4.  Kanji – 漢字.  This is the Chinese symbols the Japanese imported.

Combine all four and you get Japanese.  And look at that, as I looked up Kanji, Google offered a concise definition of all four.

“|漢字 are the Chinese characters that are used in the modern Japanese logographic writing system along with hiragana (ひらがな, 平仮名), katakana (カタカナ, 片仮名), Indo Arabic numerals, and the occasional use of the Latin alphabet (known as the Romanization of Japanese, or “Rōmaji”). …”

So, for ‘Urushiol’ which is pronounced in English as you-ROO-shee-ol becomes oo-ru-shi-aw-ru (trying to spell it as an English speaker would understand it and you write it in Katakana.

But, my investigation didn’t stop there.  I was certain that this was a Japanese word, which somewhere along the line became an English word which the Japanese then adopted as a foreign word.

So, I just took the first part “urushi” which was definitely Japanese and found my Kanji character.

漆 = Urushi

Then I dissected the Kanji into it’s parts so I could derive the ancient meaning of the word.

1.  On the left is the Radical for water.  I cannot write it here because the computer won’t let me write just a radical.

2. 木 = Tree.  This is on the top right hand portion

3.  人 = Person.  This is in the middle of the right hand side

4.  水 – Water.  This is the regular Kanji for water.

So basically, tree water gets on a man.  This must be the ancient meaning.  However, it is not obvious for the beginner because if we look up this Kanji (漆) it means: lacquer, varnish, or seven in Japanese.  But if we examine more closely it is also used with other Kanji to mean lacquer poisoning.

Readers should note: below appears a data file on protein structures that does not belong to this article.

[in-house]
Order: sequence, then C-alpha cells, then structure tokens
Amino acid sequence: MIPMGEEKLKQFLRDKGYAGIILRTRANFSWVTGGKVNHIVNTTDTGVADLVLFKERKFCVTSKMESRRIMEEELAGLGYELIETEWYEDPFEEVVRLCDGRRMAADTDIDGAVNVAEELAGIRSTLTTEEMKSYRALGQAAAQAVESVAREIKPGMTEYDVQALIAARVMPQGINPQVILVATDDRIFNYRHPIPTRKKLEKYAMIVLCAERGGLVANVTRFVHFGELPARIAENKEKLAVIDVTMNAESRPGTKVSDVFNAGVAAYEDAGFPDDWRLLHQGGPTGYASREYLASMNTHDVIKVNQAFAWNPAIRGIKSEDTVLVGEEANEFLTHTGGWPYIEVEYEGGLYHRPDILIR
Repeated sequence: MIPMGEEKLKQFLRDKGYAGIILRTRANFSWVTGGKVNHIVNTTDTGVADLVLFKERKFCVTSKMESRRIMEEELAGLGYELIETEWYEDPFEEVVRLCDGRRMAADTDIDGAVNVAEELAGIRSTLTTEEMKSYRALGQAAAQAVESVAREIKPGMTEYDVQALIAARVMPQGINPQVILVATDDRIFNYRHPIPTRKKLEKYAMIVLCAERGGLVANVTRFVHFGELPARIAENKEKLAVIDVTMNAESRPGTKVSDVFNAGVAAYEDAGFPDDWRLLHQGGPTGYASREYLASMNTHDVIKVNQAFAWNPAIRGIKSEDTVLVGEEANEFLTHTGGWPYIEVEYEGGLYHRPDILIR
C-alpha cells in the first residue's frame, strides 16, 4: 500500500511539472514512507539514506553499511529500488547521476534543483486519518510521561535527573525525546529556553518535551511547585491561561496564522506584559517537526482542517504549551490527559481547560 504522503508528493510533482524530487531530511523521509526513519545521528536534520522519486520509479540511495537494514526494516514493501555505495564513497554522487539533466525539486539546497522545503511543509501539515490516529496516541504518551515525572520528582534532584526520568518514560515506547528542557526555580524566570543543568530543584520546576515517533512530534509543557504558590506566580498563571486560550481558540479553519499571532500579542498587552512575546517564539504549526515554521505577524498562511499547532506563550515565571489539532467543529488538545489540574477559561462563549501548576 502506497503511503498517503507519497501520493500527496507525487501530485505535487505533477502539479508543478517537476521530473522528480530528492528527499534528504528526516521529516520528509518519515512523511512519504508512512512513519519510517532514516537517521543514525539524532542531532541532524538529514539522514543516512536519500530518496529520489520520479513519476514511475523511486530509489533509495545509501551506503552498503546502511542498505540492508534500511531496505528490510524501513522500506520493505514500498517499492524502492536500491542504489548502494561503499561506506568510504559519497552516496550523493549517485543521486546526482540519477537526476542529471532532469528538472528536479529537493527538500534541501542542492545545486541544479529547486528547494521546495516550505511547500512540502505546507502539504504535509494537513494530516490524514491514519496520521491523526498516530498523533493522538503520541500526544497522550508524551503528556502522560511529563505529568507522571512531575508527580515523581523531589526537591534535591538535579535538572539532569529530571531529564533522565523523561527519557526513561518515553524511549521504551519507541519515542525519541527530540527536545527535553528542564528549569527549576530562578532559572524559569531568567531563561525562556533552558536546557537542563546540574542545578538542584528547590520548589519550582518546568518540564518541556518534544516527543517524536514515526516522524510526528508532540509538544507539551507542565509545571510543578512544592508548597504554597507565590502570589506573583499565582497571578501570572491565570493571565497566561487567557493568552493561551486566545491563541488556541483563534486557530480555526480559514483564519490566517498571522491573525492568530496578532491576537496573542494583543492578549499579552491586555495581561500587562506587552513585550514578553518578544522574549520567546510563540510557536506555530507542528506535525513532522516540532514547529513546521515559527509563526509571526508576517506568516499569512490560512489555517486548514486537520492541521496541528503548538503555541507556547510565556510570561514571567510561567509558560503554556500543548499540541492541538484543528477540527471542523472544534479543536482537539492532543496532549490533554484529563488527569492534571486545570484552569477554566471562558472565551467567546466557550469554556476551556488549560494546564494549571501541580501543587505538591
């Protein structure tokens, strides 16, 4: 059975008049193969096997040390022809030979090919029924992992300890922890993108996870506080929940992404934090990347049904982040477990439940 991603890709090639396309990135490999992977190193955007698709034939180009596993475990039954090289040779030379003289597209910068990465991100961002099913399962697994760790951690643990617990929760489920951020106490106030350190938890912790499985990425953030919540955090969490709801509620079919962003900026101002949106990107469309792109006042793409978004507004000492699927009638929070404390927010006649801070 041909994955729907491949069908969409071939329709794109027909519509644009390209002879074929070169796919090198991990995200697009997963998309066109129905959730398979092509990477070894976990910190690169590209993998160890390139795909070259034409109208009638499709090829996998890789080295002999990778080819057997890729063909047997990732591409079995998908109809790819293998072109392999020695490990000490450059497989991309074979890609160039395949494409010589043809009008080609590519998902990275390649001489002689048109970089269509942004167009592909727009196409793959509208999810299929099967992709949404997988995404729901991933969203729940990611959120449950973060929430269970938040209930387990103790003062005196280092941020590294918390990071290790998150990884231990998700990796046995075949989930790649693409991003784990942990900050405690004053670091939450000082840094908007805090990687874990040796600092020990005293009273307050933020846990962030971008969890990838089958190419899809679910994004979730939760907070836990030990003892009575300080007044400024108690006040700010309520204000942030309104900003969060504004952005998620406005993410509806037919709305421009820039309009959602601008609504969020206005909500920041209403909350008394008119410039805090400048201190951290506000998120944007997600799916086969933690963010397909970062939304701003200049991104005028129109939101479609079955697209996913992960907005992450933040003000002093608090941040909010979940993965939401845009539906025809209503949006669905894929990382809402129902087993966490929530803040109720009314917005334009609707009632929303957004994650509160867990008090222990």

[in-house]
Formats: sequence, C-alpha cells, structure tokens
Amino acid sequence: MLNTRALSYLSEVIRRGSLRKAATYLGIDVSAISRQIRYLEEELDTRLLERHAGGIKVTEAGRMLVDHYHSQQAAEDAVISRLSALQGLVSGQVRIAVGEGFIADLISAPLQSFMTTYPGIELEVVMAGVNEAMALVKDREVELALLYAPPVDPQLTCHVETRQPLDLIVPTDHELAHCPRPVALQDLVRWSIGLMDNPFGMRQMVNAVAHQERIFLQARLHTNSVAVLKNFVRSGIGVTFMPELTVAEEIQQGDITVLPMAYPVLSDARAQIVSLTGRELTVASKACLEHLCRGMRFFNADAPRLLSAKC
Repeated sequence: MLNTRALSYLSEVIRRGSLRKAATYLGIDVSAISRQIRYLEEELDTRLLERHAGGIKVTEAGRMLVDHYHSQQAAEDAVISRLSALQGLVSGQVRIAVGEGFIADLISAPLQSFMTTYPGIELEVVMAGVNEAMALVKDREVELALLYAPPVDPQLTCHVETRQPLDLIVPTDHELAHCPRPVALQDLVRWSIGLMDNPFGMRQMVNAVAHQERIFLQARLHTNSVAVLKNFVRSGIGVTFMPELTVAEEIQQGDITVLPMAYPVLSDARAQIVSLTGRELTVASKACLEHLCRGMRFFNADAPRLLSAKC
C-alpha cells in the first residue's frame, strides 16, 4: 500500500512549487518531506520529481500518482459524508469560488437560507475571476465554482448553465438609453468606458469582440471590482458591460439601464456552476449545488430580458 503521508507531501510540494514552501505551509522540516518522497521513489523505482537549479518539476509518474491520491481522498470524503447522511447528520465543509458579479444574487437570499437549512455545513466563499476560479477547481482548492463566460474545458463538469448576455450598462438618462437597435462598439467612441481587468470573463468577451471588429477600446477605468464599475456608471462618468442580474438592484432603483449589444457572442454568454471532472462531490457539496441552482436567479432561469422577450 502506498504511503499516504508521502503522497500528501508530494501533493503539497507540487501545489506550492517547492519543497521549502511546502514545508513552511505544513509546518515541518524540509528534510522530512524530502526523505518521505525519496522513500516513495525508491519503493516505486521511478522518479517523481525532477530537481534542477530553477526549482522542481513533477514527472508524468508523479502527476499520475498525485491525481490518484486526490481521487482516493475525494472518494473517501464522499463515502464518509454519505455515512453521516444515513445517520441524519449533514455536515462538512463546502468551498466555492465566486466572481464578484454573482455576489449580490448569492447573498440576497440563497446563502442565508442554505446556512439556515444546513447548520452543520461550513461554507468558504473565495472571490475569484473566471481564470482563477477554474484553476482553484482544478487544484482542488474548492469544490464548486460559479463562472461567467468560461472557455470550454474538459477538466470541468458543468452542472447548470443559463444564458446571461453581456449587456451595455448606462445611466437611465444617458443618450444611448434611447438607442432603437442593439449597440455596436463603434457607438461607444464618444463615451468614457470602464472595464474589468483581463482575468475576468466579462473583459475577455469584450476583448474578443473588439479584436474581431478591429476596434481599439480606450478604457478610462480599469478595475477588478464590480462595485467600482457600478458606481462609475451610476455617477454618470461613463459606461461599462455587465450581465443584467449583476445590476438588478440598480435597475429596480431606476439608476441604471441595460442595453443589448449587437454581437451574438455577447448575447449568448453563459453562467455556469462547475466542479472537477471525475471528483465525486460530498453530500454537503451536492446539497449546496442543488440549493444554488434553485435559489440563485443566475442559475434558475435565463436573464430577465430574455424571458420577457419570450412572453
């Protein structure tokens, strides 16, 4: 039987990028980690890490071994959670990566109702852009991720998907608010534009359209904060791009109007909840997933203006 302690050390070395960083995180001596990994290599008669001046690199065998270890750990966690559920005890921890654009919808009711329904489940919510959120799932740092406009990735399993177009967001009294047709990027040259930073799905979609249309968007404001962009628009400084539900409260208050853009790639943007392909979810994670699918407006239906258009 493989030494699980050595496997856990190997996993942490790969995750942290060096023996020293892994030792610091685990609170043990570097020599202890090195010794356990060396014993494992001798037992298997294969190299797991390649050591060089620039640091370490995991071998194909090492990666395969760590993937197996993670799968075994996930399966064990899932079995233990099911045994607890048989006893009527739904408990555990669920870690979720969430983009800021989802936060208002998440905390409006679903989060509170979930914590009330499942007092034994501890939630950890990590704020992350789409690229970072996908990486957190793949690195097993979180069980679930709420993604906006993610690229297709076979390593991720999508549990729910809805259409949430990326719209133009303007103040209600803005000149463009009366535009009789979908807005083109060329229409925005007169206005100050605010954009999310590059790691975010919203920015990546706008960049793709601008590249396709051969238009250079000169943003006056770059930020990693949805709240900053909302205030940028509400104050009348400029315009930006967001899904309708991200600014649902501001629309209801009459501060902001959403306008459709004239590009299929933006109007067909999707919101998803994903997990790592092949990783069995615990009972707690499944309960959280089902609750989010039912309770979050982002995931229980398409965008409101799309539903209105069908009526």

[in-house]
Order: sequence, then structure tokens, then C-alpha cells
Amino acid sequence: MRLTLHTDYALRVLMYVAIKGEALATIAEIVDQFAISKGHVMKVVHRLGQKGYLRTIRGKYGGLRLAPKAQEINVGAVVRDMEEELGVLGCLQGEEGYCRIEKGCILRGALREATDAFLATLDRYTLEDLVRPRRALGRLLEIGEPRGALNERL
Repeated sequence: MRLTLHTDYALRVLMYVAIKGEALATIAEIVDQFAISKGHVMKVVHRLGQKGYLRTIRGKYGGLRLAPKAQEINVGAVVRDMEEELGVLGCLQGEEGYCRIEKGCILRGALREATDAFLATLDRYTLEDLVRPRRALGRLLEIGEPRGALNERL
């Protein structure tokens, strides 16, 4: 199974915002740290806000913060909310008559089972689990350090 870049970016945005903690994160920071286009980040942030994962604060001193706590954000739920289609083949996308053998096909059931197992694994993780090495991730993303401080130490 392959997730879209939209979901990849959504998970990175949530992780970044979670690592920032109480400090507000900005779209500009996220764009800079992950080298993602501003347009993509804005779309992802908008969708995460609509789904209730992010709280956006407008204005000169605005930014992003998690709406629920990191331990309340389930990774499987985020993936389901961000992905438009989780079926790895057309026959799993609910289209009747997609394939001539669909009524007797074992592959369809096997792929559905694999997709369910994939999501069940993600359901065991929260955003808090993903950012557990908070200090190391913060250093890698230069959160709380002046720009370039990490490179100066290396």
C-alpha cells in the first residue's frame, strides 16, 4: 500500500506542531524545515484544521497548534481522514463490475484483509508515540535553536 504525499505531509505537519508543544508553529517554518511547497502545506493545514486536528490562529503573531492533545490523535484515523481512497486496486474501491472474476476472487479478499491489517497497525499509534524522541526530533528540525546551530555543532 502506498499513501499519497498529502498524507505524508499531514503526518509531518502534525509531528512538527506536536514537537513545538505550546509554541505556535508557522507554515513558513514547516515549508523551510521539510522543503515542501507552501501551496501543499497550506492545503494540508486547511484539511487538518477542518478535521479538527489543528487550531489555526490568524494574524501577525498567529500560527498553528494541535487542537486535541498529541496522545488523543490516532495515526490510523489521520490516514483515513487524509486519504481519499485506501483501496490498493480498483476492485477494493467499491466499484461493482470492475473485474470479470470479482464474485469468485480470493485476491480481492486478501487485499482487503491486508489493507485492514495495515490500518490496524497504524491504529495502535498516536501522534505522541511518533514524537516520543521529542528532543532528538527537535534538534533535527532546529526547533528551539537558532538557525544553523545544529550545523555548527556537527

But what is lacquer?

Lacquer – a black resinous substance obtained from certain trees and used as a natural varnish.

Therefore, I have found something very interesting regarding the Japanese language, Kanji and English.

The beginning of the word is “urushi” which has a Kanji character associated with it which in its original meaning is “tree water” but is only currently used for lacquer.  Isn’t it a coincidence that the word “urushiol” in Japanese ウルシオール has the exact same pronunciation as the Kanji for lacquer?

It could be just a coincidence or perhaps I have discovered a linguistic fun fact.

In closing, I mentioned that my case of poison oak could be a pre-ordained lesson to teach me the meaning of happiness.  Or perhaps the universe wanted to teach me a language lesson?

Or it could be that I’m just a doofus who should have known better than to go play in the woods without knowing what poison oak was.

Life is a grand mystery.

Author: Mateo de Colón

Global Citizen! こんにちは!僕の名前はマットです. Es decir soy Mateo. Aussi, je m'appelle Mathieu. Likes: Languages, Cultures, Computers, History, being Alive! (^.^)/

2 thoughts on “Penance, Happiness, Language and Poison Oak”

  1. Thanks Jonas. For all the times I check Wikipedia you would think I would have checked Urushiol. Glad to be right and glad that all the rashes are just about gone. That was terrible.
    If you ever get the urge to go play in the woods make sure you cover up! lol